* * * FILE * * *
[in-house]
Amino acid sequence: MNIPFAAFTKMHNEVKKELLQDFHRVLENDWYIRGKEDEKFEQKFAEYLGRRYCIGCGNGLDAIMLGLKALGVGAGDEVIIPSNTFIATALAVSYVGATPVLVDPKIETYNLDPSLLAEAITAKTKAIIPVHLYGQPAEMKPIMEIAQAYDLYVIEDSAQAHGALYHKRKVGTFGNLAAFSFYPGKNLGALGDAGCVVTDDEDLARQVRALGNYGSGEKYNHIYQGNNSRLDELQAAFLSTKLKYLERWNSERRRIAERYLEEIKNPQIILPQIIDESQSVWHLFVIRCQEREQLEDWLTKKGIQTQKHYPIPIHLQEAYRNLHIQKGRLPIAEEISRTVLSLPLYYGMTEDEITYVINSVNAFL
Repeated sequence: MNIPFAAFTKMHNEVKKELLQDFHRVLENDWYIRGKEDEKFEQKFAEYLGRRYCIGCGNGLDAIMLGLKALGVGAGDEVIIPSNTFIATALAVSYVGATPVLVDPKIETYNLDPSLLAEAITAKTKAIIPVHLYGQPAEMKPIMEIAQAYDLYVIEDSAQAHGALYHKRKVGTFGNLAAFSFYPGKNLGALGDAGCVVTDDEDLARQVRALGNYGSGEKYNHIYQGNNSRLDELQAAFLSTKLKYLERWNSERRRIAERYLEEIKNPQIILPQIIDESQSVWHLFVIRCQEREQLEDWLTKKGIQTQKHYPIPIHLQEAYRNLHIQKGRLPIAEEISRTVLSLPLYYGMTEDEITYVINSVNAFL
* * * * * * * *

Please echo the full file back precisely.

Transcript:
[in-house]
Amino acid sequence: MNIPFAAFTKMHNEVKKELLQDFHRVLENDWYIRGKEDEKFEQKFAEYLGRRYCIGCGNGLDAIMLGLKALGVGAGDEVIIPSNTFIATALAVSYVGATPVLVDPKIETYNLDPSLLAEAITAKTKAIIPVHLYGQPAEMKPIMEIAQAYDLYVIEDSAQAHGALYHKRKVGTFGNLAAFSFYPGKNLGALGDAGCVVTDDEDLARQVRALGNYGSGEKYNHIYQGNNSRLDELQAAFLSTKLKYLERWNSERRRIAERYLEEIKNPQIILPQIIDESQSVWHLFVIRCQEREQLEDWLTKKGIQTQKHYPIPIHLQEAYRNLHIQKGRLPIAEEISRTVLSLPLYYGMTEDEITYVINSVNAFL
Repeated sequence: MNIPFAAFTKMHNEVKKELLQDFHRVLENDWYIRGKEDEKFEQKFAEYLGRRYCIGCGNGLDAIMLGLKALGVGAGDEVIIPSNTFIATALAVSYVGATPVLVDPKIETYNLDPSLLAEAITAKTKAIIPVHLYGQPAEMKPIMEIAQAYDLYVIEDSAQAHGALYHKRKVGTFGNLAAFSFYPGKNLGALGDAGCVVTDDEDLARQVRALGNYGSGEKYNHIYQGNNSRLDELQAAFLSTKLKYLERWNSERRRIAERYLEEIKNPQIILPQIIDESQSVWHLFVIRCQEREQLEDWLTKKGIQTQKHYPIPIHLQEAYRNLHIQKGRLPIAEEISRTVLSLPLYYGMTEDEITYVINSVNAFL